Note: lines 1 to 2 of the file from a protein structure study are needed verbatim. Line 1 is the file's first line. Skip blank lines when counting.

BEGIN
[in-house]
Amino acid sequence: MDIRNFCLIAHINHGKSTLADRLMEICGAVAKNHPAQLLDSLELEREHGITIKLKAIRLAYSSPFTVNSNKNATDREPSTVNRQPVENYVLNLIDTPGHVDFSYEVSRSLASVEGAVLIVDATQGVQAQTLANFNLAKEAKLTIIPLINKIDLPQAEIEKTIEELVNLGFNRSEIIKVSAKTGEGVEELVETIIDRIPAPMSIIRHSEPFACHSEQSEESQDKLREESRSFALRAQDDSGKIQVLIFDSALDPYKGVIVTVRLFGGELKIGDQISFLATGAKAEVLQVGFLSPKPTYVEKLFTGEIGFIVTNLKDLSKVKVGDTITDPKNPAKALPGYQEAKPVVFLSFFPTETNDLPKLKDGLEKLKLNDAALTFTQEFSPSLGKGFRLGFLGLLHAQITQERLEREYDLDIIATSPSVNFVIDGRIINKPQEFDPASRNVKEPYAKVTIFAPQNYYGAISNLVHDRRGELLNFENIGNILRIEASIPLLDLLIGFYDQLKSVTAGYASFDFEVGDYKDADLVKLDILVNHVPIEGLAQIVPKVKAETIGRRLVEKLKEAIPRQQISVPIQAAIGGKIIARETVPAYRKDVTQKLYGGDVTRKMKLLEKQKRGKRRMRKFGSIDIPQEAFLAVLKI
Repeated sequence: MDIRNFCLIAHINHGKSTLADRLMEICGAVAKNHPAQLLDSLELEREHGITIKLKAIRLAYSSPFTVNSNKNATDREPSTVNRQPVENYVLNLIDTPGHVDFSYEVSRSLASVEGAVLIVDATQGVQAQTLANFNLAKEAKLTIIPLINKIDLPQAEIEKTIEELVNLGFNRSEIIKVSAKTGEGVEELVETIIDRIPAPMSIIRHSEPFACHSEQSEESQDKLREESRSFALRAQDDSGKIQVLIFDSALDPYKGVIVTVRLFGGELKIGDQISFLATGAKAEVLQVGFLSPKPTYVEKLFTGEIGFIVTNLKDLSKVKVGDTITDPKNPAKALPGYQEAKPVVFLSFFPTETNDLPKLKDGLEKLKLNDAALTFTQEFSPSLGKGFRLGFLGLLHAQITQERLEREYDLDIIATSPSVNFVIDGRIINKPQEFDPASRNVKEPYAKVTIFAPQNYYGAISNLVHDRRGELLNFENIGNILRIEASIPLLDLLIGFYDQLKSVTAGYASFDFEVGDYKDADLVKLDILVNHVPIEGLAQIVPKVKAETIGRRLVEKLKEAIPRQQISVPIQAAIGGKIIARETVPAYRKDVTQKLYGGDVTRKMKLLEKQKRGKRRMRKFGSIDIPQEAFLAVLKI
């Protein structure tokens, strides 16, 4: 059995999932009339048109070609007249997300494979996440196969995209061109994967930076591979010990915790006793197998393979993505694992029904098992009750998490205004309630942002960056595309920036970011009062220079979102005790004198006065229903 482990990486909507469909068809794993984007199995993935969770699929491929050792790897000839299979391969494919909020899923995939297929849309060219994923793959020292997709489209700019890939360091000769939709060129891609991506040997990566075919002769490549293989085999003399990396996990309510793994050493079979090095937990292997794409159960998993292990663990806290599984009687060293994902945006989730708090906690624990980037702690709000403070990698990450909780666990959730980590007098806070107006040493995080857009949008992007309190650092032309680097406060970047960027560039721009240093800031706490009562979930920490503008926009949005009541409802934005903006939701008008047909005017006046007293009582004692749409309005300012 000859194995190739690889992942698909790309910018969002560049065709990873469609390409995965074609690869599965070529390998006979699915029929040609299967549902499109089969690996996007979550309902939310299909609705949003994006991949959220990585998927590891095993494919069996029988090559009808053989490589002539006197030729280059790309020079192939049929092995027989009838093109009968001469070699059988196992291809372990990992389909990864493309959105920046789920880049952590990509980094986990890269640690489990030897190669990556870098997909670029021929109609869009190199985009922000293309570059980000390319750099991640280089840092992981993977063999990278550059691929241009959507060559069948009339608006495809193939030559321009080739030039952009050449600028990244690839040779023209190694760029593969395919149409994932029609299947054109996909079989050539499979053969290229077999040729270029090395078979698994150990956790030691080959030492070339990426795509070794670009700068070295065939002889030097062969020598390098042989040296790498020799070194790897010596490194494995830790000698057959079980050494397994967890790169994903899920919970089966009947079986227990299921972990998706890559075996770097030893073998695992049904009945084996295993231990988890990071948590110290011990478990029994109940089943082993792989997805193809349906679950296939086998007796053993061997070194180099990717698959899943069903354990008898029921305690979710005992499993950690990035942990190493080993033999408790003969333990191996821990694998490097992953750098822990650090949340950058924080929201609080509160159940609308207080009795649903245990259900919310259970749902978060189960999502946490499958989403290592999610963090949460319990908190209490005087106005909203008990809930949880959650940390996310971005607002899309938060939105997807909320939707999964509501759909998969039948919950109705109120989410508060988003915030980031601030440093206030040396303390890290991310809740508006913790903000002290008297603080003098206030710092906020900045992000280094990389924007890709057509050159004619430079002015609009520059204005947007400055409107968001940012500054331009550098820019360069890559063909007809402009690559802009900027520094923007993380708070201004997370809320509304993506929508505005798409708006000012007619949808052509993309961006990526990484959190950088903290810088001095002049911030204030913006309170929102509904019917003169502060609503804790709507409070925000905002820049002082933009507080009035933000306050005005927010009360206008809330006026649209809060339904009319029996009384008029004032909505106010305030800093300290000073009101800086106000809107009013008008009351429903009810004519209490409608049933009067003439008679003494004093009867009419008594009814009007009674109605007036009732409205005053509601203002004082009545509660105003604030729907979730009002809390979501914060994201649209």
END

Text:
[in-house]
Amino acid sequence: MDIRNFCLIAHINHGKSTLADRLMEICGAVAKNHPAQLLDSLELEREHGITIKLKAIRLAYSSPFTVNSNKNATDREPSTVNRQPVENYVLNLIDTPGHVDFSYEVSRSLASVEGAVLIVDATQGVQAQTLANFNLAKEAKLTIIPLINKIDLPQAEIEKTIEELVNLGFNRSEIIKVSAKTGEGVEELVETIIDRIPAPMSIIRHSEPFACHSEQSEESQDKLREESRSFALRAQDDSGKIQVLIFDSALDPYKGVIVTVRLFGGELKIGDQISFLATGAKAEVLQVGFLSPKPTYVEKLFTGEIGFIVTNLKDLSKVKVGDTITDPKNPAKALPGYQEAKPVVFLSFFPTETNDLPKLKDGLEKLKLNDAALTFTQEFSPSLGKGFRLGFLGLLHAQITQERLEREYDLDIIATSPSVNFVIDGRIINKPQEFDPASRNVKEPYAKVTIFAPQNYYGAISNLVHDRRGELLNFENIGNILRIEASIPLLDLLIGFYDQLKSVTAGYASFDFEVGDYKDADLVKLDILVNHVPIEGLAQIVPKVKAETIGRRLVEKLKEAIPRQQISVPIQAAIGGKIIARETVPAYRKDVTQKLYGGDVTRKMKLLEKQKRGKRRMRKFGSIDIPQEAFLAVLKI